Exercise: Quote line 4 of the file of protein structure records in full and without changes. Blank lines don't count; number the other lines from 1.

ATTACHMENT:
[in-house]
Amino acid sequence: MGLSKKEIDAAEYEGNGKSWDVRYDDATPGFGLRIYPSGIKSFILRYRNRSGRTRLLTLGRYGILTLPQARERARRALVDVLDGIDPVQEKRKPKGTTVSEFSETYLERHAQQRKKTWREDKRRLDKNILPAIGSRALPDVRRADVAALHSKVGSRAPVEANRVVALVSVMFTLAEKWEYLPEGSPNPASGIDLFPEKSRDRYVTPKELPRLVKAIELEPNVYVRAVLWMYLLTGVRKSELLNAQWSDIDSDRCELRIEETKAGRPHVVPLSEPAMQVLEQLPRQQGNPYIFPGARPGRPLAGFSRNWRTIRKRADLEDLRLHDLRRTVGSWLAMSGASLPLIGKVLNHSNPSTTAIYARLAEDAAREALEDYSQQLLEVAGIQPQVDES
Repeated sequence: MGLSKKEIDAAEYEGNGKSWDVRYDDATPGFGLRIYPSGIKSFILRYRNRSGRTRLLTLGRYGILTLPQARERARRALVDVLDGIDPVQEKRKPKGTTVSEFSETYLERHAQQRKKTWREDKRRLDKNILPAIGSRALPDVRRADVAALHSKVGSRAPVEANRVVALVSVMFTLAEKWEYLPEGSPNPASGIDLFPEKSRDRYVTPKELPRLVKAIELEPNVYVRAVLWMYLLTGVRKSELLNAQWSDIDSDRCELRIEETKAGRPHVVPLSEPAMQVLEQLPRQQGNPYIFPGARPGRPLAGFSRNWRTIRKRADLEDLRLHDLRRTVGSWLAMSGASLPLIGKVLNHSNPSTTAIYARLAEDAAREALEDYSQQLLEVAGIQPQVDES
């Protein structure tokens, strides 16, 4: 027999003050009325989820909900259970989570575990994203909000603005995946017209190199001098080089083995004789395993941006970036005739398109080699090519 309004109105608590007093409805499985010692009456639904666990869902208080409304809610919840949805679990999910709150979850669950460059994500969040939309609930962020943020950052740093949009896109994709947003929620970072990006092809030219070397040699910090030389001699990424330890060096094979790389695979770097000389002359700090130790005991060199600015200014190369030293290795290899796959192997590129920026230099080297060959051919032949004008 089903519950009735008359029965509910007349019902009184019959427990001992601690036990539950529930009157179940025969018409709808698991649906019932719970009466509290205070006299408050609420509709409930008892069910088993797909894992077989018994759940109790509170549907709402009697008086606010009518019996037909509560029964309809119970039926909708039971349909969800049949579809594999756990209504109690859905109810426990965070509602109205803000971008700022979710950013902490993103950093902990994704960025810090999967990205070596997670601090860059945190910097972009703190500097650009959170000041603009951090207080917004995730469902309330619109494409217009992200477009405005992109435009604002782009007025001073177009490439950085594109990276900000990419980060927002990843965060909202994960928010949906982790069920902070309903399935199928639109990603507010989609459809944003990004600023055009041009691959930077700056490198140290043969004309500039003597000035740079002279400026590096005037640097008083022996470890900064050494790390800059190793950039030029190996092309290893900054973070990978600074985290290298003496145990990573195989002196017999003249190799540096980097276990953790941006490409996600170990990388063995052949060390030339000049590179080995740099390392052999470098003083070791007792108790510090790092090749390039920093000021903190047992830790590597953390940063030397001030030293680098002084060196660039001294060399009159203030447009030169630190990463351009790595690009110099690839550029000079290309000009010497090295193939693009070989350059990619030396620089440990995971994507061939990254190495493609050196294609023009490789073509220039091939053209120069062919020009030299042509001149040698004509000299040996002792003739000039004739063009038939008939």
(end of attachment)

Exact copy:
């Protein structure tokens, strides 16, 4: 027999003050009325989820909900259970989570575990994203909000603005995946017209190199001098080089083995004789395993941006970036005739398109080699090519 309004109105608590007093409805499985010692009456639904666990869902208080409304809610919840949805679990999910709150979850669950460059994500969040939309609930962020943020950052740093949009896109994709947003929620970072990006092809030219070397040699910090030389001699990424330890060096094979790389695979770097000389002359700090130790005991060199600015200014190369030293290795290899796959192997590129920026230099080297060959051919032949004008 089903519950009735008359029965509910007349019902009184019959427990001992601690036990539950529930009157179940025969018409709808698991649906019932719970009466509290205070006299408050609420509709409930008892069910088993797909894992077989018994759940109790509170549907709402009697008086606010009518019996037909509560029964309809119970039926909708039971349909969800049949579809594999756990209504109690859905109810426990965070509602109205803000971008700022979710950013902490993103950093902990994704960025810090999967990205070596997670601090860059945190910097972009703190500097650009959170000041603009951090207080917004995730469902309330619109494409217009992200477009405005992109435009604002782009007025001073177009490439950085594109990276900000990419980060927002990843965060909202994960928010949906982790069920902070309903399935199928639109990603507010989609459809944003990004600023055009041009691959930077700056490198140290043969004309500039003597000035740079002279400026590096005037640097008083022996470890900064050494790390800059190793950039030029190996092309290893900054973070990978600074985290290298003496145990990573195989002196017999003249190799540096980097276990953790941006490409996600170990990388063995052949060390030339000049590179080995740099390392052999470098003083070791007792108790510090790092090749390039920093000021903190047992830790590597953390940063030397001030030293680098002084060196660039001294060399009159203030447009030169630190990463351009790595690009110099690839550029000079290309000009010497090295193939693009070989350059990619030396620089440990995971994507061939990254190495493609050196294609023009490789073509220039091939053209120069062919020009030299042509001149040698004509000299040996002792003739000039004739063009038939008939």